This should surprise absolutely no one; this is the exact “socialist calculation problem” that Mises and Hayek identified in the early 20th century. If you don’t have direct market access, you can’t be sensitive to what demand will be, and adjust your production accordingly. This leads to wastefulness, which is, by the way, a species of sin.
But needn’t we protect our own? Isn’t that, in a way, a good enough reason for supply management? Certainly George Grant, the father of Canadian nationalism, advocated protectionism for no other reason than that it showed loyalty to your nation to be willing to spend a few extra dollars on a product simply because it was locally produced. Any argument that appeals to patriotism is one that a conservative should at least give a little credit to, although it hardly seems to strengthen the national spirit to pit a few rural areas in Ontario and Quebec against the citizens and consumers in the rest of the entire country.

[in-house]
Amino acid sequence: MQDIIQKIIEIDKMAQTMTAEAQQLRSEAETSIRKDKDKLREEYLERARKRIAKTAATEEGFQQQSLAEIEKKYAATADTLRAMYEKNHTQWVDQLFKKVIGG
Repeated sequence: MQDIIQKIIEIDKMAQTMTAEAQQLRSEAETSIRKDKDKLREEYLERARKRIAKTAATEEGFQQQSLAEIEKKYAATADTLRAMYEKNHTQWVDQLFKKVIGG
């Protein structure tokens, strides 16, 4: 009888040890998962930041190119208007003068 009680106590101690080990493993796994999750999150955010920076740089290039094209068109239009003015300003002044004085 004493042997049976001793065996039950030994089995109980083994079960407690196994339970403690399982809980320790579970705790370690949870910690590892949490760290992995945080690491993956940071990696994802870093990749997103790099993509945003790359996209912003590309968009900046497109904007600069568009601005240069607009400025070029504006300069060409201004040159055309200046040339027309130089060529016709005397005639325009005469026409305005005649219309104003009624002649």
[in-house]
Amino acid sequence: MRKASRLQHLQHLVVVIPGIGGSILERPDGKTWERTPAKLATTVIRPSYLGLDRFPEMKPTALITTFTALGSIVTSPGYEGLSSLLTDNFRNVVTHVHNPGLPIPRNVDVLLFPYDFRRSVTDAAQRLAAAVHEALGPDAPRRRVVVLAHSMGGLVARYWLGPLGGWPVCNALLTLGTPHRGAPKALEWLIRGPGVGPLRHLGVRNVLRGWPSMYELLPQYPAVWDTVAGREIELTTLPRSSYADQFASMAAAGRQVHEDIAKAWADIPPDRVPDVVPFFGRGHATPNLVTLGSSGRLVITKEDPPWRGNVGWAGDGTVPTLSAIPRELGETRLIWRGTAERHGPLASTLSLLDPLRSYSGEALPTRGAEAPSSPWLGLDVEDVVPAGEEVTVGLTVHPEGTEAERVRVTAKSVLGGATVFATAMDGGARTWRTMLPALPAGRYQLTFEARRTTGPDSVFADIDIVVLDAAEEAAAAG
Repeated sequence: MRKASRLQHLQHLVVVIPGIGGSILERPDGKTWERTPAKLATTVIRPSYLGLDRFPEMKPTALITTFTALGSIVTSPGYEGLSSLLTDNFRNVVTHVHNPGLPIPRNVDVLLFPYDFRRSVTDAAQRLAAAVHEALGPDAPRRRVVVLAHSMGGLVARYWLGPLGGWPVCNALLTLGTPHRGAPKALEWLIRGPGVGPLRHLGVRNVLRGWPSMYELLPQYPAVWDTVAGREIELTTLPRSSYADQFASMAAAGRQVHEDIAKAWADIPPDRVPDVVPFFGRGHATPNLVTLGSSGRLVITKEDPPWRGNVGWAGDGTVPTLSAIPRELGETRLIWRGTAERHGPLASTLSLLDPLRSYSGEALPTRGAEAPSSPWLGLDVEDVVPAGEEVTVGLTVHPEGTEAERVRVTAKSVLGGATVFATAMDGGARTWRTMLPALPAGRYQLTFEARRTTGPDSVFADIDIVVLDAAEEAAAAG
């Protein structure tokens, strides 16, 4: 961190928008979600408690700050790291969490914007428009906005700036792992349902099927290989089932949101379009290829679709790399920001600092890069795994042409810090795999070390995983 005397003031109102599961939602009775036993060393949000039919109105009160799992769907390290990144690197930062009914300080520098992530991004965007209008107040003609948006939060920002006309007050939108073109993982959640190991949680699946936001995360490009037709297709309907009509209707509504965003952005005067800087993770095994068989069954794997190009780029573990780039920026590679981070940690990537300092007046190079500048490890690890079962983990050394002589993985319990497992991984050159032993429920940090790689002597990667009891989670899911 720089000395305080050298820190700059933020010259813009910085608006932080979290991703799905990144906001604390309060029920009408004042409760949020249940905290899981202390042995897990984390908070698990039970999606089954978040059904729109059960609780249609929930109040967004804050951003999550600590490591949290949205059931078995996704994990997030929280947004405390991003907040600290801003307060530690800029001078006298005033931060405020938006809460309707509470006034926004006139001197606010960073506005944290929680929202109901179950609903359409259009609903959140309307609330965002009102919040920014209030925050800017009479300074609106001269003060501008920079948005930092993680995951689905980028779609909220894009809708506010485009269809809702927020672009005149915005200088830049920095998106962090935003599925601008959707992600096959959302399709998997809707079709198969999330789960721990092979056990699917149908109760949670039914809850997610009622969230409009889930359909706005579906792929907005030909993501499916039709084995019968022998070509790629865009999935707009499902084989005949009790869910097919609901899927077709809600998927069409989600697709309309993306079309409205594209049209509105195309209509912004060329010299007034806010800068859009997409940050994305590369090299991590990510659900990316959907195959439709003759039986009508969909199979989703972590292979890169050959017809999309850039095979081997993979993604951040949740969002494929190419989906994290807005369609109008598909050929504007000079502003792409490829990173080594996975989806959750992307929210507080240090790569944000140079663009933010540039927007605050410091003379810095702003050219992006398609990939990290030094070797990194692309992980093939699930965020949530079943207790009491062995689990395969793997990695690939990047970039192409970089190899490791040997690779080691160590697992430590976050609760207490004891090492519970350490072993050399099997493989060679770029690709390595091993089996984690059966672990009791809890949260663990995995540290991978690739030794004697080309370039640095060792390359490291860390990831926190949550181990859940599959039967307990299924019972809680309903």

But if Australia and New Zealand are anything to go by, removing supply management has done nothing but good for their local dairy industries. New Zealand is today considered the “Saudi Arabia of milk” (a phrase so amusing I invite you to pause a moment to enjoy it), and its officials have encouraged Canada to follow its lead and drop its protectionism. Similarly, the head of the Australian dairy lobby has encouraged Canadian dairy farmers to relax and try out free trade.